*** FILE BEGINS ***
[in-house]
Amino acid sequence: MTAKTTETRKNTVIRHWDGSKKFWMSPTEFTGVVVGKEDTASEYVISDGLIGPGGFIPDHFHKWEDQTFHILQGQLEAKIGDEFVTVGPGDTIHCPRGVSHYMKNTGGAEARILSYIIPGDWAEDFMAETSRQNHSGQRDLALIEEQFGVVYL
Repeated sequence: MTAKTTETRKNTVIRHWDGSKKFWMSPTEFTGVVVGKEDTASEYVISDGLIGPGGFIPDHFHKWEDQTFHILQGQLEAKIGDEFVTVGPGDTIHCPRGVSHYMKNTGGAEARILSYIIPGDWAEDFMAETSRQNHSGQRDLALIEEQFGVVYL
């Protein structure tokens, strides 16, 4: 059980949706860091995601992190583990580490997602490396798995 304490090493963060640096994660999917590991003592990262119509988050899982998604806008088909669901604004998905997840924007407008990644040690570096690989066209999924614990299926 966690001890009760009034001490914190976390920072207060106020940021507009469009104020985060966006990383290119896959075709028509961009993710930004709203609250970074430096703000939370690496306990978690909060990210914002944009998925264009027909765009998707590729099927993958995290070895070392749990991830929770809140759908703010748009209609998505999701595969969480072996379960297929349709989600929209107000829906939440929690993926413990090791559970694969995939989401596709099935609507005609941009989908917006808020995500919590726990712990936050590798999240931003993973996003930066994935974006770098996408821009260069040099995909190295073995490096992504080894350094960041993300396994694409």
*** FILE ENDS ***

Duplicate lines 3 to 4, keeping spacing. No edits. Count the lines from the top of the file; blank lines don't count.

Repeated sequence: MTAKTTETRKNTVIRHWDGSKKFWMSPTEFTGVVVGKEDTASEYVISDGLIGPGGFIPDHFHKWEDQTFHILQGQLEAKIGDEFVTVGPGDTIHCPRGVSHYMKNTGGAEARILSYIIPGDWAEDFMAETSRQNHSGQRDLALIEEQFGVVYL
């Protein structure tokens, strides 16, 4: 059980949706860091995601992190583990580490997602490396798995 304490090493963060640096994660999917590991003592990262119509988050899982998604806008088909669901604004998905997840924007407008990644040690570096690989066209999924614990299926 966690001890009760009034001490914190976390920072207060106020940021507009469009104020985060966006990383290119896959075709028509961009993710930004709203609250970074430096703000939370690496306990978690909060990210914002944009998925264009027909765009998707590729099927993958995290070895070392749990991830929770809140759908703010748009209609998505999701595969969480072996379960297929349709989600929209107000829906939440929690993926413990090791559970694969995939989401596709099935609507005609941009989908917006808020995500919590726990712990936050590798999240931003993973996003930066994935974006770098996408821009260069040099995909190295073995490096992504080894350094960041993300396994694409």